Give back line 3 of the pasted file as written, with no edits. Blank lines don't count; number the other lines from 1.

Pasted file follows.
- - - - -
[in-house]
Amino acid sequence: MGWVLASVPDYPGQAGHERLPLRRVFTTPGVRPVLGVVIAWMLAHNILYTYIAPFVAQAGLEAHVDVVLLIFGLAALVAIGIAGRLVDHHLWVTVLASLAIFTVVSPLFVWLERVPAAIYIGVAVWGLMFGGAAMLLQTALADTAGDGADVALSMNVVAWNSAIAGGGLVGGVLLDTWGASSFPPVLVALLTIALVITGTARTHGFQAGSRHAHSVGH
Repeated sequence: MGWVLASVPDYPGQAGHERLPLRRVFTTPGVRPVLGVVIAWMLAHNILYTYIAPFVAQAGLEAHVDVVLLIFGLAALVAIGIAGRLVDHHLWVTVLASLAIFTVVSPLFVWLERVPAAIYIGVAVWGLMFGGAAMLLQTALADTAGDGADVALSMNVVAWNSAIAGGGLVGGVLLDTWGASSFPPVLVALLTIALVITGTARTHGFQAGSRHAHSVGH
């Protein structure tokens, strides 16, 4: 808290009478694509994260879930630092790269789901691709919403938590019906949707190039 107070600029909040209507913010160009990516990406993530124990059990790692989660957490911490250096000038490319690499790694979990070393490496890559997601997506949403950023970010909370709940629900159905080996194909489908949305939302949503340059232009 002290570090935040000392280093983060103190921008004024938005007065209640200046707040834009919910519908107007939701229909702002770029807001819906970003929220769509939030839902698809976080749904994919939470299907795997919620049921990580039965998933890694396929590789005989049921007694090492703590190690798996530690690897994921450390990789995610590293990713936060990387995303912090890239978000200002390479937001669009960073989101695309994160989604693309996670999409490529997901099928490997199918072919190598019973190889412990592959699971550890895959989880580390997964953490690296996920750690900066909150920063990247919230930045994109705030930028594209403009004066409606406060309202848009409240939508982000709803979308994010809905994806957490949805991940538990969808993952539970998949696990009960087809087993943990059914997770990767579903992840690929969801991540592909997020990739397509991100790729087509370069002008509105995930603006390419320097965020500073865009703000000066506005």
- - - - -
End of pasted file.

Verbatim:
Repeated sequence: MGWVLASVPDYPGQAGHERLPLRRVFTTPGVRPVLGVVIAWMLAHNILYTYIAPFVAQAGLEAHVDVVLLIFGLAALVAIGIAGRLVDHHLWVTVLASLAIFTVVSPLFVWLERVPAAIYIGVAVWGLMFGGAAMLLQTALADTAGDGADVALSMNVVAWNSAIAGGGLVGGVLLDTWGASSFPPVLVALLTIALVITGTARTHGFQAGSRHAHSVGH